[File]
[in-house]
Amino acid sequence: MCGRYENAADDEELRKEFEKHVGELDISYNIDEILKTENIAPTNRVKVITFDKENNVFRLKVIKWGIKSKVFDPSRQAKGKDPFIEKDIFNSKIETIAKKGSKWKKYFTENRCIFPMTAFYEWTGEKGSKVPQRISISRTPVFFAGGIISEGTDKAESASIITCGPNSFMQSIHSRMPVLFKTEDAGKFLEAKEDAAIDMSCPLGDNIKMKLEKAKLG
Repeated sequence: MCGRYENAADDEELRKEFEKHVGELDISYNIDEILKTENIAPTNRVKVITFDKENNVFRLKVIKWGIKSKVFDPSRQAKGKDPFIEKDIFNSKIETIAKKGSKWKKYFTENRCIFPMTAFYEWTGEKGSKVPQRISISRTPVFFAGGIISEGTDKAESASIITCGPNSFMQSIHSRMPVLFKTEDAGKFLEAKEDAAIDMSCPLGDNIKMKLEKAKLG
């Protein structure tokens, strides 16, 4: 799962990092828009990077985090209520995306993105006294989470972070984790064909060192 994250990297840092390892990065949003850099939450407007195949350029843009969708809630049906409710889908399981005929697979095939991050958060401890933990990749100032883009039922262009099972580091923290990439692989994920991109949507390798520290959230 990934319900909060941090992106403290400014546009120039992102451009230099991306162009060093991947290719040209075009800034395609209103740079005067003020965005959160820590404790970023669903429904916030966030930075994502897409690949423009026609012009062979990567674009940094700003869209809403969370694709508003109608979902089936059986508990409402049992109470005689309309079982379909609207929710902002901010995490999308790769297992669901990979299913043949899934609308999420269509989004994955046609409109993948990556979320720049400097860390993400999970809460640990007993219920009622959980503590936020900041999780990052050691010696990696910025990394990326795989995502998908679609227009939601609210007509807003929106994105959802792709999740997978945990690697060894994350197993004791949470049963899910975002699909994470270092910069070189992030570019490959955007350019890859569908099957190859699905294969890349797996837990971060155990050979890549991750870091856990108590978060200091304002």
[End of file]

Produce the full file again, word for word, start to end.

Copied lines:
[in-house]
Amino acid sequence: MCGRYENAADDEELRKEFEKHVGELDISYNIDEILKTENIAPTNRVKVITFDKENNVFRLKVIKWGIKSKVFDPSRQAKGKDPFIEKDIFNSKIETIAKKGSKWKKYFTENRCIFPMTAFYEWTGEKGSKVPQRISISRTPVFFAGGIISEGTDKAESASIITCGPNSFMQSIHSRMPVLFKTEDAGKFLEAKEDAAIDMSCPLGDNIKMKLEKAKLG
Repeated sequence: MCGRYENAADDEELRKEFEKHVGELDISYNIDEILKTENIAPTNRVKVITFDKENNVFRLKVIKWGIKSKVFDPSRQAKGKDPFIEKDIFNSKIETIAKKGSKWKKYFTENRCIFPMTAFYEWTGEKGSKVPQRISISRTPVFFAGGIISEGTDKAESASIITCGPNSFMQSIHSRMPVLFKTEDAGKFLEAKEDAAIDMSCPLGDNIKMKLEKAKLG
């Protein structure tokens, strides 16, 4: 799962990092828009990077985090209520995306993105006294989470972070984790064909060192 994250990297840092390892990065949003850099939450407007195949350029843009969708809630049906409710889908399981005929697979095939991050958060401890933990990749100032883009039922262009099972580091923290990439692989994920991109949507390798520290959230 990934319900909060941090992106403290400014546009120039992102451009230099991306162009060093991947290719040209075009800034395609209103740079005067003020965005959160820590404790970023669903429904916030966030930075994502897409690949423009026609012009062979990567674009940094700003869209809403969370694709508003109608979902089936059986508990409402049992109470005689309309079982379909609207929710902002901010995490999308790769297992669901990979299913043949899934609308999420269509989004994955046609409109993948990556979320720049400097860390993400999970809460640990007993219920009622959980503590936020900041999780990052050691010696990696910025990394990326795989995502998908679609227009939601609210007509807003929106994105959802792709999740997978945990690697060894994350197993004791949470049963899910975002699909994470270092910069070189992030570019490959955007350019890859569908099957190859699905294969890349797996837990971060155990050979890549991750870091856990108590978060200091304002």